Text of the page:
April 18, 2024

#UnboxingDay! ~ Raid on St Nazaire

Michael Eckenfels, 15 July 2021 ~ #UnboxingDay

I don’t have many Grail games, to be honest. I’ve found that buying more games than I can ever possibly hope to play makes very little sense the older I get, so I thought a massive trade with a wholesaler in the Midwest was in order. Surprisingly my trade fetched quite a bit of credit, and my lack of Grail games was pronounced so much that I didn’t even think of buying Raid on St. Nazaire, which is easily one of them.

When I first saw this title it was back in the mid-to-late 80s at my local comic/game store haunt, The Dungeon, in old San Antonio. It’s no longer there, unfortunately – went out of business in the 90s, if I remember right – but many a day and paycheck were spent in that store. I could swear I saw this title a time or two but it did not click with me at the time, even though I was all about solo games back then. They were so few and far between that I can’t understand today why I never snatched this one up. I’d see it talked about over the coming years and the amount of love and respect this title had with the wargaming public. Quite a dossier of coverage it has received, and it became one of my few Grail games.


click images to enlarge

Fast forward to my recent trade and here we go – managed to snag a copy of this title, about 75% unpunched to boot. I was floored that I had this opportunity and was quite happy to grab a copy of it. 


The box has a bit of shelf wear, but hey, it looks pretty darned good for being as old as it is. I would have guessed my copy came from a production run in the 1980s, but I was incorrect about that. In any case, the display on the back makes for good reading – and how ‘bout that Solitaire Suitability rating, huh?


Opening the box, I was greeted with a handful of small baggies sporting a few counters, organized apparently by color. Whomever owned this one before me wanted to give it the attention it deserved, but could not, for whatever reason.


A close-up of these punched counters. And they’re not even rounded! We might have to do something about that (cue cacophony of wails from those that hate rounding corners).


Ah, the rules manual. Good old Avalon Hill…and yes, I mean ‘old’ in this case, considering me and this book, both. 


I’m not sure how many colors they printed their rules with, but I’m guessing four. I know squat about printing but do recognize classics, including those arrows and each of the counters being given its own overview right out of the gate.


More manual goodness. Avalon Hill’s standard was two columns, I think, though I could swear I’ve seen three-column ones before – I could be wrong about that, I have so few Avalon Hill titles now (though I’m working on that, too). I do enjoy the rules paragraphs starting with a CAPITALIZZED ITALIC statement – that’s a part of my growing up years, there.


A close-up of those responsible for the game. I’m terrible with names, and especially bad with developer and designer names (with a handful of exceptions). The only one I recognize really is Bruce Shelley’s name, a game designer that worked on a lot of classic computer games back in the late 80s to early 90s, and he’s still going strong today, apparently. Though, I do recognize Charles Kibler as being an artist as well, and if I remember right, quite a productive and talented one. I wish I was better at this.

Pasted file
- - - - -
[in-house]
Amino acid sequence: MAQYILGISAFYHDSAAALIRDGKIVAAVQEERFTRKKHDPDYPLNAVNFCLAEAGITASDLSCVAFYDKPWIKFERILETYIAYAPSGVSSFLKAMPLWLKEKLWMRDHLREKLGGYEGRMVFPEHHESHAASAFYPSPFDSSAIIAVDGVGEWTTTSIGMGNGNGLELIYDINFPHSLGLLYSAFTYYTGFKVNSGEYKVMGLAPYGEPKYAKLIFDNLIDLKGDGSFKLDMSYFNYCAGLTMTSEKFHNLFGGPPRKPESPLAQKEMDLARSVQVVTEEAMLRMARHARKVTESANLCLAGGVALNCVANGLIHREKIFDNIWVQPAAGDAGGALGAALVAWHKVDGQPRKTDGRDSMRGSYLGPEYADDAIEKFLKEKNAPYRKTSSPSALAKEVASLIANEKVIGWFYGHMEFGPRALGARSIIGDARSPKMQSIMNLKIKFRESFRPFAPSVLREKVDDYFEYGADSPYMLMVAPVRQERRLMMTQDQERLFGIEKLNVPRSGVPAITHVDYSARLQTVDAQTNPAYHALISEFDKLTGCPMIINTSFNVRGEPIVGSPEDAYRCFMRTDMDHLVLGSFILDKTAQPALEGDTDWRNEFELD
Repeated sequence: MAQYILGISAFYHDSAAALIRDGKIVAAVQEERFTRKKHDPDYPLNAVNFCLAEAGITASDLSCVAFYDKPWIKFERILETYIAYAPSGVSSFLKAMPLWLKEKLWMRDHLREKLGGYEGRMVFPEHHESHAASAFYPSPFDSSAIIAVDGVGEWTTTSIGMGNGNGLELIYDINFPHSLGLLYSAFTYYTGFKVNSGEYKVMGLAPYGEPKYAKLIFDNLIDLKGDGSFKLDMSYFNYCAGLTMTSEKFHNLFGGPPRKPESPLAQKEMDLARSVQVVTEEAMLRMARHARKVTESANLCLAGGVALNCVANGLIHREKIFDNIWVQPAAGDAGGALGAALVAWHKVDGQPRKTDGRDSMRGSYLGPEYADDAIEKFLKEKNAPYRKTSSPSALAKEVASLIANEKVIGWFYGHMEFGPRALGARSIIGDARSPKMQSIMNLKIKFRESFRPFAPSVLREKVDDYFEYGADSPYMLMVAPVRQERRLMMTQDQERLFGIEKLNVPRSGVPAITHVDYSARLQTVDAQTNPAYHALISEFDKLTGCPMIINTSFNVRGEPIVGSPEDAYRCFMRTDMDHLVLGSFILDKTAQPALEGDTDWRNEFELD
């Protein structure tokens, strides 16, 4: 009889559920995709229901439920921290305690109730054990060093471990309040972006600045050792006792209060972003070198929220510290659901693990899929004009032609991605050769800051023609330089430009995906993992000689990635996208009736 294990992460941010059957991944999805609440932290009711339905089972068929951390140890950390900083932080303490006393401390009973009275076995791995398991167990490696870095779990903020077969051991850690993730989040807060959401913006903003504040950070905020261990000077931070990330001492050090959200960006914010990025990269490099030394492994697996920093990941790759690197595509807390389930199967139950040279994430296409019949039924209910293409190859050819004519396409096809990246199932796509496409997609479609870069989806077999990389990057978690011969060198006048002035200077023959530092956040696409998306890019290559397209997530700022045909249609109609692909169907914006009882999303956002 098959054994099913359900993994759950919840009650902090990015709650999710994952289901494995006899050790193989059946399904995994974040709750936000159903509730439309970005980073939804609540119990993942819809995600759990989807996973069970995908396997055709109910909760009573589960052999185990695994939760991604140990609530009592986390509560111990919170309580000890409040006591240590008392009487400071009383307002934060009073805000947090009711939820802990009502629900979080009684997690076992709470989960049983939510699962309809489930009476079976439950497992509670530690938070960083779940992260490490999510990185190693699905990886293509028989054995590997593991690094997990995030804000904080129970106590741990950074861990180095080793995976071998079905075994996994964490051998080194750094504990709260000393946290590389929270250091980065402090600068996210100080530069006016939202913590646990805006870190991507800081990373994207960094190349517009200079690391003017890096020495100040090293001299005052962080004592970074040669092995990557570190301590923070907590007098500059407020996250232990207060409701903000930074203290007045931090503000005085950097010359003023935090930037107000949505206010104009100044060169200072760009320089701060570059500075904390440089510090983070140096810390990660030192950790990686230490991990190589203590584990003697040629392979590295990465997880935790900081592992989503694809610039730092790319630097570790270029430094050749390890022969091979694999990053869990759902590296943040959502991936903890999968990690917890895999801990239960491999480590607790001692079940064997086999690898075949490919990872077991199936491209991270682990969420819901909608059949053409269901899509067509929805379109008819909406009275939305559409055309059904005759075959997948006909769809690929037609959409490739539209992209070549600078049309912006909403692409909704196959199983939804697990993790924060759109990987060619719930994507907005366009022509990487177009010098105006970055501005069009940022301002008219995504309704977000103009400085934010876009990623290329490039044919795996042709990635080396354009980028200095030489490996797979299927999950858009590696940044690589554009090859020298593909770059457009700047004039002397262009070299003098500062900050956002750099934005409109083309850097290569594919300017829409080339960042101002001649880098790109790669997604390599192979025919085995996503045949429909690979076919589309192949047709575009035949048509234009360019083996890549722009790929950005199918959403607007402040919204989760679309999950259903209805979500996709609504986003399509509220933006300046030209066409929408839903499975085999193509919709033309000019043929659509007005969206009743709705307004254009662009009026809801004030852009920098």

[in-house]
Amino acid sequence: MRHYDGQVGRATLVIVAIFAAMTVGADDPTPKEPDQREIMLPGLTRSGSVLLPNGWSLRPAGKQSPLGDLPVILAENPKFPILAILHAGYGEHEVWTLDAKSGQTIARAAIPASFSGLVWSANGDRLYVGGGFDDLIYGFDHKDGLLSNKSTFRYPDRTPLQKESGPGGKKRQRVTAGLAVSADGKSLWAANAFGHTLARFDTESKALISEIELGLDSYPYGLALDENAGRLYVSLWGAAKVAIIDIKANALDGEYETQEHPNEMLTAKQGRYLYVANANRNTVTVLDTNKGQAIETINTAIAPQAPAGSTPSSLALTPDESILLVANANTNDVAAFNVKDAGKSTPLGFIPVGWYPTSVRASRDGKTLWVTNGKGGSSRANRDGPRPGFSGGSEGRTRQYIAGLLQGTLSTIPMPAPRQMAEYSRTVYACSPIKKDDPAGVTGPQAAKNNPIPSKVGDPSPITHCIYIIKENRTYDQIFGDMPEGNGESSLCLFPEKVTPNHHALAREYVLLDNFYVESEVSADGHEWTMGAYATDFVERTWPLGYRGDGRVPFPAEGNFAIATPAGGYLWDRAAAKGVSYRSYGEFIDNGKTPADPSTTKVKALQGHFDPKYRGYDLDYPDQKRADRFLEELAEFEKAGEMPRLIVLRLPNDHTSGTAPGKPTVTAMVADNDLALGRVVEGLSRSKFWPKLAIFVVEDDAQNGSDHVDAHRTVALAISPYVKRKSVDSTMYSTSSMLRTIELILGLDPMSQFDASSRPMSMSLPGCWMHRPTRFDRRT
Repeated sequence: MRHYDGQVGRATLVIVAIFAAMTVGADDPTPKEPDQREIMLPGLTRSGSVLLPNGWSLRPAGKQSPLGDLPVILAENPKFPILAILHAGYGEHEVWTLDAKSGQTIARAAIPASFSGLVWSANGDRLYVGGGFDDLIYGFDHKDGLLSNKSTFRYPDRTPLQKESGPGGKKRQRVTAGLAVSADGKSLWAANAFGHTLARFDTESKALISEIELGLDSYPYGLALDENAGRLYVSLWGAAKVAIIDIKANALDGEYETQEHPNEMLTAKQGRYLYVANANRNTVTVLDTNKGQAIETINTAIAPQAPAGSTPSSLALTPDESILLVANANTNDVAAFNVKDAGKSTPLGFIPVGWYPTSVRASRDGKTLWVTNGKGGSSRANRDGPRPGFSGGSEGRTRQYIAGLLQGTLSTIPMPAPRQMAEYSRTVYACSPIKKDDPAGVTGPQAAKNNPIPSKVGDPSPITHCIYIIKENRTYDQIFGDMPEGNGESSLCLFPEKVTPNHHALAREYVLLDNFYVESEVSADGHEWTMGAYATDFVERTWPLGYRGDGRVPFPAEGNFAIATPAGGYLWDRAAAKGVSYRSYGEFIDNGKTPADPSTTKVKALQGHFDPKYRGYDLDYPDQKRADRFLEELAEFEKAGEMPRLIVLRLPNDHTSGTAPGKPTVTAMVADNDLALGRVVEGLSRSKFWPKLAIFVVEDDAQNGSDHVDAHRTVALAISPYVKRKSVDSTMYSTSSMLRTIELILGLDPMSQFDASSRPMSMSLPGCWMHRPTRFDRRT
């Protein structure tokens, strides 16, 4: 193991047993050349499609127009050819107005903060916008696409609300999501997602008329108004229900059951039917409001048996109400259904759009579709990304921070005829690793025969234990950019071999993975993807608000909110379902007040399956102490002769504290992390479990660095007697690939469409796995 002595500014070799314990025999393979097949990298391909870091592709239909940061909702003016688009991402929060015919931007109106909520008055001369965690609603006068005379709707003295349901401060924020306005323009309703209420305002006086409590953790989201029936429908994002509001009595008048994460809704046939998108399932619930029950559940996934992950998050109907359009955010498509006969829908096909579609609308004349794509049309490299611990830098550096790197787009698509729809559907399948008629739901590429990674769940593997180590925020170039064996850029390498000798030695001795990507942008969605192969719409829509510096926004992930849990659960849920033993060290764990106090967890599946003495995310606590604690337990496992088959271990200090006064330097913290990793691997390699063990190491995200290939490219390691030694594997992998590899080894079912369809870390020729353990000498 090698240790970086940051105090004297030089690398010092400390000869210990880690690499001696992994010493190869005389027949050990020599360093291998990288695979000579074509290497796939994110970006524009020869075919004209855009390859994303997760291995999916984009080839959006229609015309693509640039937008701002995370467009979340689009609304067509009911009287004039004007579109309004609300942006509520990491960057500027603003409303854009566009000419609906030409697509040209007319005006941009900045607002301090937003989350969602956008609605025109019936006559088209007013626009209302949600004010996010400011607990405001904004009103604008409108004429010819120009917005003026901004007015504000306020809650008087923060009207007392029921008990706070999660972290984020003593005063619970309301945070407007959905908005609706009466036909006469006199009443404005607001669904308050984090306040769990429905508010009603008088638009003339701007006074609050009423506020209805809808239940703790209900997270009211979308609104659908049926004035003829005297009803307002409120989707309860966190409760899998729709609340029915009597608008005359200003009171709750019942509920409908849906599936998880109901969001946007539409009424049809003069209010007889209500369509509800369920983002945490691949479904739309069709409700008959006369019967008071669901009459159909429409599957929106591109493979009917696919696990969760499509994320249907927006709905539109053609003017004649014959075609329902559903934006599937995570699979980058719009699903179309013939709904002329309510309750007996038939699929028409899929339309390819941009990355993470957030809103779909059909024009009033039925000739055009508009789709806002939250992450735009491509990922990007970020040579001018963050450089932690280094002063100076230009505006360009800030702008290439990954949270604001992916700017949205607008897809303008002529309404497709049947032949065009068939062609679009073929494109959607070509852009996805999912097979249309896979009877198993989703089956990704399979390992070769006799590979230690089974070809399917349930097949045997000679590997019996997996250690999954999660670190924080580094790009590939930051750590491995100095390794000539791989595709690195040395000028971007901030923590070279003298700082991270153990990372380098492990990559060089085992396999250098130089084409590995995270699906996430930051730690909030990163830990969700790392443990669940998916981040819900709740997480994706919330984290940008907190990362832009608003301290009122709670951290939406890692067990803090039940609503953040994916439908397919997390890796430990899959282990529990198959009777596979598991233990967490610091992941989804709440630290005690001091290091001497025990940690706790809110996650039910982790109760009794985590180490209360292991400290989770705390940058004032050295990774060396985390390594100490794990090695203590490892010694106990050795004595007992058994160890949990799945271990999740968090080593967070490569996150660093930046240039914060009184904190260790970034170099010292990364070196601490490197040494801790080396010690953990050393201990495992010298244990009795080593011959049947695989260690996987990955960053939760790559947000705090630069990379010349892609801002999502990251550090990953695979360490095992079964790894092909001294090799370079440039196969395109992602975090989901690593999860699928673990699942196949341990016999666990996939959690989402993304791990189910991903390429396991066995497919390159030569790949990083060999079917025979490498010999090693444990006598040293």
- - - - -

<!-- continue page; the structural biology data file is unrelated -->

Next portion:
Near the end of the book, we have the omnipresent advert for The General, Avalon Hill’s magazine back in the day. You could be guaranteed of getting a magazine absolutely loaded with fascinating tidbits relating to Avalon Hill’s massive library of products, and it was something I didn’t buy often, but when I did, I’d read it cover to cover.


The Game Log is actually quite thick with unused sheets, which is pretty awesome. Few game developers do that anymore.


And here we have the Games and Parts List, another standard inclusion in any AH game from back in the day. I didn’t take many pictures of the insides as it would be just too depressing – I mean, look at those prices here – ten bucks for a replacement mapboard? HA – good luck finding one for THIS game (or any old school AH game for that matter) for less than ten bucks. (I’m sure it’s doable in some cases, but wow, those were different days.)


And this, the only other picture of the inside of the Games and Parts List that I took because it caught my eye, is why I realized my copy was probably made in the mid-90s. It’s advertising a 1996 then-upcoming Avaloncon convention. ‘Avaloncon’ has a completely different meaning today as it is the name of a paranormal and magick/occult convention in the UK. 


Here’s a partially punched counter sheet. It’s funny how close these counters remind me of the original Squad Leader. I did play SL back in the day, but always solo as I never could find opponents, and I never made the jump to ASL.


Raid On St. Nazaire comes with three absolutely beautifully illustrated mounted boards.


If you compare this look with a current map you can see how it was painstakingly reproduced for our gaming pleasure. 


And here’s the last bit – Do A Friend A Favor, along with the registration card for the game. You could also send then two bucks for a “large full-color catalog” – does anyone have one of those anymore? It might be an interesting article to check that out.